Accreditation

CMS tells surveyors to double check for Legionella contamination

Briefings on Accreditation and Quality, August 1, 2017

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On June 2, CMS issued a new memo to surveyors on the importance of reducing cases of Legionella infections. Not long after, the Centers for Disease Control and Prevention (CDC) sent out a Vital Signs report underlining the bacterium’s risk to patients. Accredited facilities should double-check their waterborne pathogens compliance, as surveyors will likely pay more attention to it in upcoming surveys. The contents of this memo go into effect immediately.

First discovered in the 1970s, Legionella bacterium is responsible for legionellosis: a respiratory disease that can cause a type of pneumonia called legionnaires’ disease (LD), which kills about a quarter of the people who contract it. Legionellosis can also cause a flulike illness called Pontiac fever. Legionellosis is especially dangerous for patients older than 50, who smoke, or have chronic lung or immunosuppression conditions.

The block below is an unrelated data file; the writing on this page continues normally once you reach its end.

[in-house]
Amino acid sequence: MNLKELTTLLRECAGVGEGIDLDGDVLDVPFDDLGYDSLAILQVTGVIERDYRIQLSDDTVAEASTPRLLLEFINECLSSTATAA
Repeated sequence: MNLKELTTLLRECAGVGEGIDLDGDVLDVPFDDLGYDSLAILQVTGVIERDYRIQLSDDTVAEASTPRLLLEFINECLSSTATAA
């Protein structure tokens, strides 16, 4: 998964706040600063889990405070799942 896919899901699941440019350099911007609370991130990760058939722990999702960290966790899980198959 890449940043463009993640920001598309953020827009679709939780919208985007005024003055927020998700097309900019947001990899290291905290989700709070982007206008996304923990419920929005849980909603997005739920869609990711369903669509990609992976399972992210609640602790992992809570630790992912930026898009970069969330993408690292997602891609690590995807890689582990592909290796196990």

The bacterium breeds naturally in warm water and can usually be found in the parts of hospital systems that are continually wet. Poorly maintained water systems have been linked to the 286% increase in legionellosis between 2000 and 2014. The CDC says there were 5,000 reported cases of it in 2014 alone, with about 19% of outbreaks in long-term care facilities and 15% in hospitals.

The bacterium is spread through inhalation of aerosolized droplets of contaminated water. People can also get it by drinking contaminated water if some of the droplets enter the lungs. Here’s just a few items that can spread the contamination:

•    Decorative fountains
•    Shower heads and hoses
•    Electronic and manual faucets
•    Hot and cold water storage tanks
•    Water heaters and filters
•    Pipes, valves, and fittings
•    Eyewash stations
•    Ice machines
•    Cooling towers
•    Medical devices (e.g., CPAP machines, hydrotherapy equipment, bronchoscopes, heater-cooler units)

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